Mary O’Malley – Cranky, cranky, cranky! I had a full day, I wasn’t feeling well, and I just received upsetting news from my insurance company. How many of us have lived way too many days like this, where it seems the only sane response is to be cranky.
If you watch carefully you can learn a lot by watching the state of mind we describe as crankiness. It usually shows up when things aren’t the way we want them to be. It comes from an underlying feeling of vulnerability and impotence that we all carry, which comes to the surface when traffic is at a standstill, or you are in a rush and the line at Starbucks is out the door, or your partner has done something that you specifically asked them not to do, or the checkbook doesn’t balance no matter how many times you try.
For most of us, the first reaction is to put the blame out there. It could be a politician, an insurance representative, our partner, an erratic driver, an endlessly barking dog or an intrusive neighbor. Whoever they are, they are to blame. And our mind loves the feeling of righteous blame. “I am right, and you are wrong,” it shouts.
But who pays the biggest price for falling into the state of blame? It’s ourselves! We are the ones who experience the tightening in our body, the upset in our mind and the closing of our heart, which goes along with cranky blame. And research has now shown that our health deeply suffers when we are consumed with the fire of crankiness. It raises our blood pressure, gives us tension headaches and tightens our stomach enough that we can get acid reflux.
Also, there is usually a subtle but oftentimes very virulent thought that you are wrong for being cranky. “I shouldn’t be angry, irritated, annoyed, exasperated, frustrated, bitchy, etc.” There is very little understanding that crankiness comes when you are feeling vulnerable, whether it’s the vulnerability of too much or not enough, like too much to do and not enough support, or the feeling of being out of control. The astounding thing to notice is that you increase your vulnerability by beating yourself up for being cranky!
The greatest downside of falling into being cranky is that it closes your heart at a time when you deeply need its nourishment. To have continuous access to your heart is to know a wellspring of tenderness, care, understanding and acceptance that make living life so much easier, especially when it’s not showing up the way you want it to be.
Instead of being lost in crankiness and either throwing it out into the world or showering yourself with judgment, there is another way to be and that is to simply recognize crankiness is here. It’s the understanding that right now your mind is cranky. This kind of acknowledging contains no judgment for it knows that crankiness is a part of the human condition.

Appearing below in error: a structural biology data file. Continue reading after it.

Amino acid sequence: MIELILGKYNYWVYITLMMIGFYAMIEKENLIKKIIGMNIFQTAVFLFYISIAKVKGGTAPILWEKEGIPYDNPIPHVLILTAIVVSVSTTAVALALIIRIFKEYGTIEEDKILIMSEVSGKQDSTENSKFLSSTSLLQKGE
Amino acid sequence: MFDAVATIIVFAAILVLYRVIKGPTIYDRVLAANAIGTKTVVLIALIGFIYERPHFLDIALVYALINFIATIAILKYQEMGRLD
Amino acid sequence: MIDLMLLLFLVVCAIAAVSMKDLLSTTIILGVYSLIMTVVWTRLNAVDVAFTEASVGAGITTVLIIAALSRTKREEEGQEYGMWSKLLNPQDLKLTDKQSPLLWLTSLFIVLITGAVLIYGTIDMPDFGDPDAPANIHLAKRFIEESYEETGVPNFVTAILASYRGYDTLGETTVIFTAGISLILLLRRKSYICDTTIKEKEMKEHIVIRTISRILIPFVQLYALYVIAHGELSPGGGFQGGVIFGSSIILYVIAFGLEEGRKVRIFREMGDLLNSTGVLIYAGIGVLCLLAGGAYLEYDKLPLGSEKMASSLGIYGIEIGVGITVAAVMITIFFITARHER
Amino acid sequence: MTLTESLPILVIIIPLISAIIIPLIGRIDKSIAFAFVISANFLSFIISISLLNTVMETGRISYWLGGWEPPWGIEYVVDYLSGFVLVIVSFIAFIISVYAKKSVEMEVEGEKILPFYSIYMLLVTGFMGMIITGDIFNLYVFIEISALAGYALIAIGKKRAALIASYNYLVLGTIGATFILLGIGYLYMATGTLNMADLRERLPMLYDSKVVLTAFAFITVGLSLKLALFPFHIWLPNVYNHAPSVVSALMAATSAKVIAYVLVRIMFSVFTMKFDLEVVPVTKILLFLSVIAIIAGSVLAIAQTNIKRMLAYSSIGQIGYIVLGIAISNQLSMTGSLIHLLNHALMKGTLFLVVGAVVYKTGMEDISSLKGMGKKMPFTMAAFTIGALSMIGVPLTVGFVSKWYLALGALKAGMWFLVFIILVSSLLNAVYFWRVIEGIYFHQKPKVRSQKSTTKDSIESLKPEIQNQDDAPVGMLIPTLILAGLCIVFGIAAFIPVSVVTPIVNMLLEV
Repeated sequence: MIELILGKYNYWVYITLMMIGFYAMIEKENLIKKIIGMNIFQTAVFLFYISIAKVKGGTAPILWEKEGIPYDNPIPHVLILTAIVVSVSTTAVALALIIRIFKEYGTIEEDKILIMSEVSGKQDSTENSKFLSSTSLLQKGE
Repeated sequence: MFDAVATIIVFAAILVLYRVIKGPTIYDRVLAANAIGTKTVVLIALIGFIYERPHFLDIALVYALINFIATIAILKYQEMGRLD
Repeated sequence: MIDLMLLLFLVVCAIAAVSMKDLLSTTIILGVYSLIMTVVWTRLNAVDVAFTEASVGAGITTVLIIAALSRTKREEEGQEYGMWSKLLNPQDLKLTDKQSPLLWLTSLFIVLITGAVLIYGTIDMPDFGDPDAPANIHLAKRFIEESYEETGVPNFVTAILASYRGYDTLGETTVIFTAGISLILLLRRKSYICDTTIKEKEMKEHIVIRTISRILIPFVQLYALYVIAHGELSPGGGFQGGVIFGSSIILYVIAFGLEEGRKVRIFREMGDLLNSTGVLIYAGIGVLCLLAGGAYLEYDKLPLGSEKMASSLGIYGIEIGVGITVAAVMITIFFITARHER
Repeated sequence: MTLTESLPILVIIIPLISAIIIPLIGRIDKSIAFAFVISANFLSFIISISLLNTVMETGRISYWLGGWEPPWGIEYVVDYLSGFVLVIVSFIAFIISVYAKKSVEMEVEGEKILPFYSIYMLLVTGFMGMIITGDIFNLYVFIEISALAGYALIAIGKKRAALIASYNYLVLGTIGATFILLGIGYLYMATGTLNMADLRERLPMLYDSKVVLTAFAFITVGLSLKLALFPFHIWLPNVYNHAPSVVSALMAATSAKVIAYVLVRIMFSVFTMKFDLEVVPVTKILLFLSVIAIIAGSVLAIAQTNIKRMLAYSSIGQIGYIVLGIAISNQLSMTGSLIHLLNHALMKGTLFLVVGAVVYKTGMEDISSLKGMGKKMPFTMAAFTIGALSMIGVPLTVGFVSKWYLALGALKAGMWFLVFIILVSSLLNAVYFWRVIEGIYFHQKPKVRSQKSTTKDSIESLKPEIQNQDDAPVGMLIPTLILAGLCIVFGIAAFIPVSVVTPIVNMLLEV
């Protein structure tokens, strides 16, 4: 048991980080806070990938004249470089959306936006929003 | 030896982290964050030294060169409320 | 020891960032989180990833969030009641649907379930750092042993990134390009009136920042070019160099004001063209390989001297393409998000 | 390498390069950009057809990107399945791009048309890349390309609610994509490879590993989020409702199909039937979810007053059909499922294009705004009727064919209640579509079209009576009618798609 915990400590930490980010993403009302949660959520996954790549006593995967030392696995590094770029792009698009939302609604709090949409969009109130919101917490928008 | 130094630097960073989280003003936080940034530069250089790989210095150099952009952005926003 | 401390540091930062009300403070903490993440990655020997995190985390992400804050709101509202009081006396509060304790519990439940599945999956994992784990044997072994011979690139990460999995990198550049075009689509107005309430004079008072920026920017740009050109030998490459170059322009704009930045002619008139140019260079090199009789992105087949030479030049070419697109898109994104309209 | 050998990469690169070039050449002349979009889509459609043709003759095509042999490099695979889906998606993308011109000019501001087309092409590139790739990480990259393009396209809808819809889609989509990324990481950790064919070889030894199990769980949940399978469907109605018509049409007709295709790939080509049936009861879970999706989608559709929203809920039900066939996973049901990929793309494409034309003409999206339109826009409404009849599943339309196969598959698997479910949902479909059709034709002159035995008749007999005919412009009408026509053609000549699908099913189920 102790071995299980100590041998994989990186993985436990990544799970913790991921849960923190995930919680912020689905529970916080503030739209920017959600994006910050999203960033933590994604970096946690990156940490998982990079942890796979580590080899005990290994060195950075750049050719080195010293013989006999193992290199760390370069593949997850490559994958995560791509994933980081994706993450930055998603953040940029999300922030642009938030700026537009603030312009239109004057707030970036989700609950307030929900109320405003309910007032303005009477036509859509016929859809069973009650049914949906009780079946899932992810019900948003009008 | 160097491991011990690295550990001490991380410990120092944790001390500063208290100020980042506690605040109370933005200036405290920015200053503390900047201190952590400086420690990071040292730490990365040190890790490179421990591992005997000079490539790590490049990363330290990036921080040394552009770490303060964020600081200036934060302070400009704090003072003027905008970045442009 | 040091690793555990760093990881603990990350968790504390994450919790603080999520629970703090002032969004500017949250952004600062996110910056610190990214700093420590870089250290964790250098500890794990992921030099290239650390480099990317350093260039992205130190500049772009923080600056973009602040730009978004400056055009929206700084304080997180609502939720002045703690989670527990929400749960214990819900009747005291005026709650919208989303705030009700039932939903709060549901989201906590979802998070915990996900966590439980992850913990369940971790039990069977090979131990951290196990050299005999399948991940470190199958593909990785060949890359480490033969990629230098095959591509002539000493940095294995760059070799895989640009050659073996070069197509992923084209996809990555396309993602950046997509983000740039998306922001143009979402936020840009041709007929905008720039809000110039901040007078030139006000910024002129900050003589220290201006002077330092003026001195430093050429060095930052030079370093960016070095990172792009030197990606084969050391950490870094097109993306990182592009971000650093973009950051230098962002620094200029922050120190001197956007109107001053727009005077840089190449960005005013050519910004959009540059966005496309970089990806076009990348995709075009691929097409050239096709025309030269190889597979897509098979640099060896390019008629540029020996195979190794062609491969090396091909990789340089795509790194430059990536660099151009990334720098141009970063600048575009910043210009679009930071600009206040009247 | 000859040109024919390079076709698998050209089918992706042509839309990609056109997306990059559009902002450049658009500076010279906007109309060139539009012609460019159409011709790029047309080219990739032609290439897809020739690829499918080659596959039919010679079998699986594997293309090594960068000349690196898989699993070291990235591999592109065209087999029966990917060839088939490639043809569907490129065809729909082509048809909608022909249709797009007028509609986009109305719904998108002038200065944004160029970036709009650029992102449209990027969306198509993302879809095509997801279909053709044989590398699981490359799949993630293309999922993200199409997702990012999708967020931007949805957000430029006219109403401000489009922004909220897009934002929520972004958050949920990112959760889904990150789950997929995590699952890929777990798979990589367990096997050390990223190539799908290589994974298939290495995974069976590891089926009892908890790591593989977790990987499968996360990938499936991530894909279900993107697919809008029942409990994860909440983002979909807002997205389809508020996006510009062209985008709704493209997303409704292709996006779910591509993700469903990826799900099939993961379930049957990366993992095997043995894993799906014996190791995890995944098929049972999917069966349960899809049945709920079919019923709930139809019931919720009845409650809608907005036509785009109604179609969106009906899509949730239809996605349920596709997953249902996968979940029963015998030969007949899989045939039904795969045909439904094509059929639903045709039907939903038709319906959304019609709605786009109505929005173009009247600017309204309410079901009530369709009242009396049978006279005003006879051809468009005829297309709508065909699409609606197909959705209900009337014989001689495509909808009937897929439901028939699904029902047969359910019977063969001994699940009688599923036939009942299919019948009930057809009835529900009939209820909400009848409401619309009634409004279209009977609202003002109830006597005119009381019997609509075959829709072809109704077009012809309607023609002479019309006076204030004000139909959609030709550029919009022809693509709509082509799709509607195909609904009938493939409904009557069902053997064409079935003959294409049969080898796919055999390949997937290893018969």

Let’s say you had an argument with a friend or loved one and after they leave, you are vacillating back and forth between blaming them and blaming yourself. This can be so intense that you feel like a tennis ball being hit back and forth over a net.
Simply acknowledging that crankiness is here is an opportunity to watch your mind go back and forth rather than being lost in your thoughts. This brings space around the contraction of crankiness, which makes it easier to respond to yourself and to the world rather than react, for now your compassion is not blocked.
Because the energy of crankiness can be so strong and we pay a big price for falling into it, after acknowledgment, it can be helpful to loosen the contraction of your reaction. Some of the ways I have done this is writing a letter to the person, which I never will send. Or sometimes I would go for a walk up and down the stairs in the woods by my house, working up a good sweat.
When crankiness is over the top, my favorite is to go for a drive by myself, making sure all the windows are rolled up and then scream and yell. At first, I would yell at the other person or yell at myself, but I realized that it kept me caught in my stories. So, I learned how to just vocalize the crankiness without words and slowly the tightness would relax. As the cranky storm moved through, I then again had access to the wisdom of my heart.
So, no need to judge yourself when your mind is cranky. It is just a reaction to some vulnerability that is close to the surface. If you doubt that think of a wild jaguar that is caught and caged. If you come anywhere near that cage it will hiss and show its claws and its fangs. Why? Because it is feeling trapped and very vulnerable. You may not be a wild animal, but life can make you feel as vulnerable as the jaguar and what shows up are your metaphorical claws and fangs.
Instead of judging yourself or the other person, be fascinated by crankiness when it shows up. Be the open space where the storm of crankiness can move through you so you can allow crankiness to be your wake-up call, inviting you to come home to your heart once again.
SF Source Mary O’Malley Jul 2019